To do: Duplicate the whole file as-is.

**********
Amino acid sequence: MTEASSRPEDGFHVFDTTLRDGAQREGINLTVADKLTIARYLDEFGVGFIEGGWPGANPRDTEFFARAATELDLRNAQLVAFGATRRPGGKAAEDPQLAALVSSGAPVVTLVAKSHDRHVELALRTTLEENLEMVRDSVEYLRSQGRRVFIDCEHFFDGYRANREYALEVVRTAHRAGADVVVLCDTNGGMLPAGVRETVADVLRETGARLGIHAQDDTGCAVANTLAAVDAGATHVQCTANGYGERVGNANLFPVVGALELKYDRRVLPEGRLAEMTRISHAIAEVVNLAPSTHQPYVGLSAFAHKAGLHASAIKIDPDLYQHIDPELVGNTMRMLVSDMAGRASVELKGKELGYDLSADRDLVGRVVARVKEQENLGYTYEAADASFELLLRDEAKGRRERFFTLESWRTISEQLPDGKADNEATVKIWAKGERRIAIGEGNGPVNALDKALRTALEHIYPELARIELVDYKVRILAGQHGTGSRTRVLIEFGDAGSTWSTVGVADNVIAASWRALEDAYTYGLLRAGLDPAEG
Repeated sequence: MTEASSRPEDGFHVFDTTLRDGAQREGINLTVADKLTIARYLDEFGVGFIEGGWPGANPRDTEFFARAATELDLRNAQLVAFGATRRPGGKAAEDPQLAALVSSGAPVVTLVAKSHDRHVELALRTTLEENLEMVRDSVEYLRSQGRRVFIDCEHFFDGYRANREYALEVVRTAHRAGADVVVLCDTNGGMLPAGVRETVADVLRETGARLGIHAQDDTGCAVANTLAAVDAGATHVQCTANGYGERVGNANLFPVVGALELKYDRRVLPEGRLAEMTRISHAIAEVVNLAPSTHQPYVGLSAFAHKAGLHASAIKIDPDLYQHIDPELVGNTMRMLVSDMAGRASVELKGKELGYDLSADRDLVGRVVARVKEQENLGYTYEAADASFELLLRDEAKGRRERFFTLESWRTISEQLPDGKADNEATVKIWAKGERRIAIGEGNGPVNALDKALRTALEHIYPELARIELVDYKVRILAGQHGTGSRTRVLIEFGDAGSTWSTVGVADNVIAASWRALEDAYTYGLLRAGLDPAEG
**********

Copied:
Amino acid sequence: MTEASSRPEDGFHVFDTTLRDGAQREGINLTVADKLTIARYLDEFGVGFIEGGWPGANPRDTEFFARAATELDLRNAQLVAFGATRRPGGKAAEDPQLAALVSSGAPVVTLVAKSHDRHVELALRTTLEENLEMVRDSVEYLRSQGRRVFIDCEHFFDGYRANREYALEVVRTAHRAGADVVVLCDTNGGMLPAGVRETVADVLRETGARLGIHAQDDTGCAVANTLAAVDAGATHVQCTANGYGERVGNANLFPVVGALELKYDRRVLPEGRLAEMTRISHAIAEVVNLAPSTHQPYVGLSAFAHKAGLHASAIKIDPDLYQHIDPELVGNTMRMLVSDMAGRASVELKGKELGYDLSADRDLVGRVVARVKEQENLGYTYEAADASFELLLRDEAKGRRERFFTLESWRTISEQLPDGKADNEATVKIWAKGERRIAIGEGNGPVNALDKALRTALEHIYPELARIELVDYKVRILAGQHGTGSRTRVLIEFGDAGSTWSTVGVADNVIAASWRALEDAYTYGLLRAGLDPAEG
Repeated sequence: MTEASSRPEDGFHVFDTTLRDGAQREGINLTVADKLTIARYLDEFGVGFIEGGWPGANPRDTEFFARAATELDLRNAQLVAFGATRRPGGKAAEDPQLAALVSSGAPVVTLVAKSHDRHVELALRTTLEENLEMVRDSVEYLRSQGRRVFIDCEHFFDGYRANREYALEVVRTAHRAGADVVVLCDTNGGMLPAGVRETVADVLRETGARLGIHAQDDTGCAVANTLAAVDAGATHVQCTANGYGERVGNANLFPVVGALELKYDRRVLPEGRLAEMTRISHAIAEVVNLAPSTHQPYVGLSAFAHKAGLHASAIKIDPDLYQHIDPELVGNTMRMLVSDMAGRASVELKGKELGYDLSADRDLVGRVVARVKEQENLGYTYEAADASFELLLRDEAKGRRERFFTLESWRTISEQLPDGKADNEATVKIWAKGERRIAIGEGNGPVNALDKALRTALEHIYPELARIELVDYKVRILAGQHGTGSRTRVLIEFGDAGSTWSTVGVADNVIAASWRALEDAYTYGLLRAGLDPAEG